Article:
L&D BEST PRACTICES: Strategies for Success (Nov/Dec 2015)

Training magazine taps 2015 Training Top 125 winners and Top 10 Hall of Famers to provide their learning and development best practices in each issue. Here, we look at ERA Real Estate’s strategy for creating brand champions and Valvoline’s journey to determine how the learner experience affects employee performance.

Brand Champions

By Shannon Poser, Senior Director, Learning, ERA Real Estate

When reflecting on the best practices I’ve gathered over 11 years in the training industry, the aspect that stands out most to me is the people. Without empowering employees, how can a company make the most of the tactical training tools it has created? As Learning and Development professionals, we must create brand ambassadors within our organizations. They become our go-to people, and they are essential. The challenge for a franchised company such as ERA Real Estate is that we must disseminate information to thousands of firms operating independently across the country, while instilling in them the ERA Real Estate values and making them aware of the breadth of resources available to them as an ERA affiliated brokerage. Most recently, we’ve improved our strategy for doing so through our Brand Champion initiative.

Program Details The Brand Champion initiative involves waves of new ambassadors, 25 at a time, coming to our headquarters for a three-day intensive learning session. First, they are broken down into smaller groups of three or four people and trained on a specific product we have rolled out or revamped. They absorb the ins and outs of the tool until they feel comfortable with it. Then we give the session a jolt by turning it into a game: We toss around a ball that has all of our services written on it, and each catcher has to deliver a training to the group on whichever tool his or her right thumb lands on. Who said games were only for kids? They keep a long training session lively and challenge players to think on their feet around peers—who often can be more intimidating than customers.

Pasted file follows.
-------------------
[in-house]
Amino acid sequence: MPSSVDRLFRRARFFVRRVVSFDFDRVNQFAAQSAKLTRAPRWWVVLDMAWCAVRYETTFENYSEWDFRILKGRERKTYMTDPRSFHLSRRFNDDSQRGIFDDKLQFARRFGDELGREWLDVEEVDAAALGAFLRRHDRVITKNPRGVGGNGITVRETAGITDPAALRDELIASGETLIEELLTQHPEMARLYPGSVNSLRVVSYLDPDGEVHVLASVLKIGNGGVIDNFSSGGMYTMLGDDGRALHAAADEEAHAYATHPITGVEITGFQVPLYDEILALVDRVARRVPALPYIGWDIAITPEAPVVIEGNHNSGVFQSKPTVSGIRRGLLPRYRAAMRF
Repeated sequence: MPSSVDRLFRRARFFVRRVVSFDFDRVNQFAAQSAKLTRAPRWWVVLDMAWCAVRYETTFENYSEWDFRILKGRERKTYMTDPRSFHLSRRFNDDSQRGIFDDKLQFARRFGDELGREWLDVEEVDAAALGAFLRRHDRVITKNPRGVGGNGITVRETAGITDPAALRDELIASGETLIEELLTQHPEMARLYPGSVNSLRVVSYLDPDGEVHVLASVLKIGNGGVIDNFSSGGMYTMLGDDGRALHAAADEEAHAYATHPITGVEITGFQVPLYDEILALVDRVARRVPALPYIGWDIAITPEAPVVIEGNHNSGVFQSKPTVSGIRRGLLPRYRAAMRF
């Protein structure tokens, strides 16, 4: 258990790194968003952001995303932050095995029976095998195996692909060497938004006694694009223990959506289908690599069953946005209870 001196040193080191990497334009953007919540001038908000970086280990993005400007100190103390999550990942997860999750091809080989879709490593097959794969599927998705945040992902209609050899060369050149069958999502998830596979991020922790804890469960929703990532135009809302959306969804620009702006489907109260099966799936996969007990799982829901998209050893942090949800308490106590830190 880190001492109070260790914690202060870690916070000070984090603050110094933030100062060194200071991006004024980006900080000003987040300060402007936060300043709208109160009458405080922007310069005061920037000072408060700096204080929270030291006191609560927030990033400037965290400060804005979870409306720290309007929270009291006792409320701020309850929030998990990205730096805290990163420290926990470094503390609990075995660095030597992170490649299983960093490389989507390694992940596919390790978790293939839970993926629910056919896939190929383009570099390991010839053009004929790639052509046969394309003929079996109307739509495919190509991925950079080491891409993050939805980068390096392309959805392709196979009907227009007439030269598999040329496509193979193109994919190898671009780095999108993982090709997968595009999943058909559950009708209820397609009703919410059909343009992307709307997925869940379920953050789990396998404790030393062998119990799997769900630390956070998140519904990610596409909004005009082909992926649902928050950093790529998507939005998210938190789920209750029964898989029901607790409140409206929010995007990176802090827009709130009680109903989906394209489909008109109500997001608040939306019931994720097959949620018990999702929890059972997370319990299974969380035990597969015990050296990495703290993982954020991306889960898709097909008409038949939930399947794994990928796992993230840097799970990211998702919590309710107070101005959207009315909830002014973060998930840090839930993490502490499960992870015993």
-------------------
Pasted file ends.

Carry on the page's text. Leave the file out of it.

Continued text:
The goal of each session is for all the Brand Champions to feel confident in reiterating the knowledge they have gained by the time they walk out the door. That is how we measure success. But the relationship needs to continue in order to keep confidence high, so we’ve implemented monthly Brand Champion conference calls and online presentations.

Consistency is key when it comes to communication with the people who are representing your brand—both to keep them informed, and to show them you value their participation.

Results While our Brand Champion program is relatively young, we’ve already begun to see success with Kirkpatrick Level 3 in particular. Our online tools and services, and our Internet platform in general, already have seen a 28 percent increase in traction.

Tips Here are three key learnings I’ve taken from the launch and primary phases of the Brand Champion program that can be applied to virtually any business.

  1. Develop brand ambassador trainings based first and foremost on the students’ needs. Of course, the strategy behind developing a team of brand ambassadors is to teach and empower them to represent what is important to your brand. But if trainings are built primarily around what you want them to know—and not necessarily what they want or need to know—they won’t be nearly as successful. You can learn from them as much as they can learn from you, and that’s an important mindset to have.
  2. Turn them into the teachers. Socrates had the right approach back in the day. By turning students into teachers, you force them to dig into the details and wrap their minds around the “why” and “how” of a tool. All of our Brand Champions are required to conduct a training with their own teams immediately after they return from our headquarters, while the tools are fresh in their minds and they’re most excited about spreading the news. This gets them in the proverbial groove right away, so the momentum is easier to continue.